In any business, if you don’t know where to start, consider ready-made examples. Your competitors have probably published hundreds of job postings. What do they write there? In the company directory, you can find your direct competitors or companies from related markets, look at their ads and find out what kind of employees they need, what requirements they have, and what they offer. Also, see who they are looking for in the directory of professions.
- Requirements – competitors’ job descriptions help you assess the market and see if your requirements and offers are adequate. If your competitors have salespeople who only stand behind the cash register, while you also have to accept goods, put them on the shelves and sometimes work overtime, you have to think about how to make up the difference or describe the additional functionality in an attractive way.
- The benefits package includes free meals, a public transportation pass, and a gym membership. A company where people are taken care of is more willing to work, and there is less staff turnover. It is also useful to spell out what compensations are available in the organization, and they may not necessarily be material.
- Bonuses are additional things that the employer provides. For example, for a barista, it could be a percentage of dessert sales, and for a teacher, it could be a bonus for leading a large group.
- Experience – it’s often easier to train a beginner in a couple of weeks than to overpay a professional with a couple of years of experience.
- Freelancers or telecommuters – people who don’t need to travel to an office usually accept a lower salary because they don’t have to spend time commuting and may not have to follow the dress code.
- People with disabilities, students, or professionals who can work part-time – consider whether these options are beneficial to you.
- Onboarding – what is the format of onboarding new employees. This can be included in the staff, civil law contract, contractor agreement, self-employment, and so on.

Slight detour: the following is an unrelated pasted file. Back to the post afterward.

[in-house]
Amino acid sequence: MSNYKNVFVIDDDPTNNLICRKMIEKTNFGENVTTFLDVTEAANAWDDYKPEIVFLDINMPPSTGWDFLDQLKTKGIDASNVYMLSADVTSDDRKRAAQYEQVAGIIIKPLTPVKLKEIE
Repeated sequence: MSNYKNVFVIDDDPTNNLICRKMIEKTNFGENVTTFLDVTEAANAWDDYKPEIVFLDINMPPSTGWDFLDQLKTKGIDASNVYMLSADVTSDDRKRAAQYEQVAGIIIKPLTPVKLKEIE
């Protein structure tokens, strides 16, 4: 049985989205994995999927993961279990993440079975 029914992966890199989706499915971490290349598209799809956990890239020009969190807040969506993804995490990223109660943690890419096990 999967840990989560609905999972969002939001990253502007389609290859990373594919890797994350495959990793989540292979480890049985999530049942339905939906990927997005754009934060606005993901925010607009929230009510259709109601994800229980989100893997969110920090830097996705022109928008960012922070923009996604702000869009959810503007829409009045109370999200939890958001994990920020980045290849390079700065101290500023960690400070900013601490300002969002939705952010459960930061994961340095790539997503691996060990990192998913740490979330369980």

And don’t forget to pay salaries to your employees on time, so that they are motivated to work. To learn how to facilitate this process, consider using payroll software.
You can start from a ready-made vacancy and adapt it to your conditions. It’s great to take away the fear of a blank slate – a state where you don’t even know what letters to fill out!
When you analyze your competitors, you can find out how salaries are distributed. However, when you study them, you will be confronted with the wording “salary according to the results of the interview”. Behind it could be anything. For example, maybe the company’s level of financial incentives is a trade secret. Or employers do not write a specific figure, because they want to hire a specialist for pennies or offer an amount below market.
Be sure to specify the salary if you are looking for an ordinary employee with a standard range of duties. For example, a salesman, a janitor, a courier, a waiter, a cook.
If you need an employee who will do more than usual, it is important to accurately list what he will do. And indicate the salary, albeit slightly, but higher than the market.
Take a closer look at temporary performers
If you need to hire people for a season of retreat, it’s wise to look for temporary employees. Freelance Recruiters can help you find employees for any task: accounting, IT, technical support for events, sales consultants for a retail outlet, hostesses, and so on. They will be much easier to work with, and you can promise them nothing in terms of career advancement.